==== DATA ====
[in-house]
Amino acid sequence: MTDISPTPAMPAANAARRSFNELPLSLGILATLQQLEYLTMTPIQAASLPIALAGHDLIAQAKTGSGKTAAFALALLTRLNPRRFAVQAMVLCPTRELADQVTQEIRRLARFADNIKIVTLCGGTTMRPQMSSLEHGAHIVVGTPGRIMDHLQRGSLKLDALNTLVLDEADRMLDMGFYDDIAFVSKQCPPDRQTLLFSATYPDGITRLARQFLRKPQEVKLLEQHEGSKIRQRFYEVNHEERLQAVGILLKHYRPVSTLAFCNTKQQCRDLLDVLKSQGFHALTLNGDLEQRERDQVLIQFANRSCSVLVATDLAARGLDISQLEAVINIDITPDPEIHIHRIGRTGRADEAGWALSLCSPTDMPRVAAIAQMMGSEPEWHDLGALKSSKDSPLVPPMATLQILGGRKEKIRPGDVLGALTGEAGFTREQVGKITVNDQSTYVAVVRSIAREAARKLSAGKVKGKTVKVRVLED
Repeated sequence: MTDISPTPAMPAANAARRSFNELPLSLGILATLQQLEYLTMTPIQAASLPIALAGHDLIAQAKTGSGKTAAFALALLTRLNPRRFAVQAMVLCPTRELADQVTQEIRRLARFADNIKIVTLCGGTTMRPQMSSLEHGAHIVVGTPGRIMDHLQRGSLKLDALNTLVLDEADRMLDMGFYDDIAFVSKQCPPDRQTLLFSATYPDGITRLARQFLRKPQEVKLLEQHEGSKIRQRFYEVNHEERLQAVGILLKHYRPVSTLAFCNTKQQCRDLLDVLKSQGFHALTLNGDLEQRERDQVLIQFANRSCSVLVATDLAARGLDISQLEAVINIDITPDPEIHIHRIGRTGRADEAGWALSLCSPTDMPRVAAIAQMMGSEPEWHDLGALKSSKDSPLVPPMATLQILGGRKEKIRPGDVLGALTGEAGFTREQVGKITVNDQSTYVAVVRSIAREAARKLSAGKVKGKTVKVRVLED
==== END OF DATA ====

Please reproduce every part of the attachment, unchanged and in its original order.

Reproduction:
[in-house]
Amino acid sequence: MTDISPTPAMPAANAARRSFNELPLSLGILATLQQLEYLTMTPIQAASLPIALAGHDLIAQAKTGSGKTAAFALALLTRLNPRRFAVQAMVLCPTRELADQVTQEIRRLARFADNIKIVTLCGGTTMRPQMSSLEHGAHIVVGTPGRIMDHLQRGSLKLDALNTLVLDEADRMLDMGFYDDIAFVSKQCPPDRQTLLFSATYPDGITRLARQFLRKPQEVKLLEQHEGSKIRQRFYEVNHEERLQAVGILLKHYRPVSTLAFCNTKQQCRDLLDVLKSQGFHALTLNGDLEQRERDQVLIQFANRSCSVLVATDLAARGLDISQLEAVINIDITPDPEIHIHRIGRTGRADEAGWALSLCSPTDMPRVAAIAQMMGSEPEWHDLGALKSSKDSPLVPPMATLQILGGRKEKIRPGDVLGALTGEAGFTREQVGKITVNDQSTYVAVVRSIAREAARKLSAGKVKGKTVKVRVLED
Repeated sequence: MTDISPTPAMPAANAARRSFNELPLSLGILATLQQLEYLTMTPIQAASLPIALAGHDLIAQAKTGSGKTAAFALALLTRLNPRRFAVQAMVLCPTRELADQVTQEIRRLARFADNIKIVTLCGGTTMRPQMSSLEHGAHIVVGTPGRIMDHLQRGSLKLDALNTLVLDEADRMLDMGFYDDIAFVSKQCPPDRQTLLFSATYPDGITRLARQFLRKPQEVKLLEQHEGSKIRQRFYEVNHEERLQAVGILLKHYRPVSTLAFCNTKQQCRDLLDVLKSQGFHALTLNGDLEQRERDQVLIQFANRSCSVLVATDLAARGLDISQLEAVINIDITPDPEIHIHRIGRTGRADEAGWALSLCSPTDMPRVAAIAQMMGSEPEWHDLGALKSSKDSPLVPPMATLQILGGRKEKIRPGDVLGALTGEAGFTREQVGKITVNDQSTYVAVVRSIAREAARKLSAGKVKGKTVKVRVLED